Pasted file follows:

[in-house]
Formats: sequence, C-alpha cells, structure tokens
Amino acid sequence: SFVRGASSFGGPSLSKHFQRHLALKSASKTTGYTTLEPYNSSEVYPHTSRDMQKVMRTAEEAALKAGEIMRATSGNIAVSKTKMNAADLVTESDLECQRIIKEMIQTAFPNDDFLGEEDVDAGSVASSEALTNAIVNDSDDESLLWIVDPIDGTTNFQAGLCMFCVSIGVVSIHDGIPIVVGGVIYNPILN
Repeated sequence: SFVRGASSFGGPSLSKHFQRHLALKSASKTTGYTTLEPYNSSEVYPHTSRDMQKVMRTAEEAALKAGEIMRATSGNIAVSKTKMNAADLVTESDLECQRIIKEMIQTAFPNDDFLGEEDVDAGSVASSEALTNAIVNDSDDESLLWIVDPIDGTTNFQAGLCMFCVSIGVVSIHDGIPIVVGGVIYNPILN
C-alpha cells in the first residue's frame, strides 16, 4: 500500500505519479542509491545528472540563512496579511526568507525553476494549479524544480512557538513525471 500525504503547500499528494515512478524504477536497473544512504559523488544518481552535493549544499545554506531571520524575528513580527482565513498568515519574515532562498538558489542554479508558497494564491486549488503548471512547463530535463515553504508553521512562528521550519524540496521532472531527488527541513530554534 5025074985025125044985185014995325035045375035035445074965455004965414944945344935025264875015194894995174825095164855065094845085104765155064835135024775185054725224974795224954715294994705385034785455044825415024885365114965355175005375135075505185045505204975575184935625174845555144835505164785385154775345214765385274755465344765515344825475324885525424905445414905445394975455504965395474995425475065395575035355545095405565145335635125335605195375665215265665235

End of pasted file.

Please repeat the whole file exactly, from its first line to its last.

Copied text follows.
[in-house]
Formats: sequence, C-alpha cells, structure tokens
Amino acid sequence: SFVRGASSFGGPSLSKHFQRHLALKSASKTTGYTTLEPYNSSEVYPHTSRDMQKVMRTAEEAALKAGEIMRATSGNIAVSKTKMNAADLVTESDLECQRIIKEMIQTAFPNDDFLGEEDVDAGSVASSEALTNAIVNDSDDESLLWIVDPIDGTTNFQAGLCMFCVSIGVVSIHDGIPIVVGGVIYNPILN
Repeated sequence: SFVRGASSFGGPSLSKHFQRHLALKSASKTTGYTTLEPYNSSEVYPHTSRDMQKVMRTAEEAALKAGEIMRATSGNIAVSKTKMNAADLVTESDLECQRIIKEMIQTAFPNDDFLGEEDVDAGSVASSEALTNAIVNDSDDESLLWIVDPIDGTTNFQAGLCMFCVSIGVVSIHDGIPIVVGGVIYNPILN
C-alpha cells in the first residue's frame, strides 16, 4: 500500500505519479542509491545528472540563512496579511526568507525553476494549479524544480512557538513525471 500525504503547500499528494515512478524504477536497473544512504559523488544518481552535493549544499545554506531571520524575528513580527482565513498568515519574515532562498538558489542554479508558497494564491486549488503548471512547463530535463515553504508553521512562528521550519524540496521532472531527488527541513530554534 5025074985025125044985185014995325035045375035035445074965455004965414944945344935025264875015194894995174825095164855065094845085104765155064835135024775185054725224974795224954715294994705385034785455044825415024885365114965355175005375135075505185045505204975575184935625174845555144835505164785385154775345214765385274755465344765515344825475324885525424905445414905445394975455504965395474995425475065395575035355545095405565145335635125335605195375665215265665235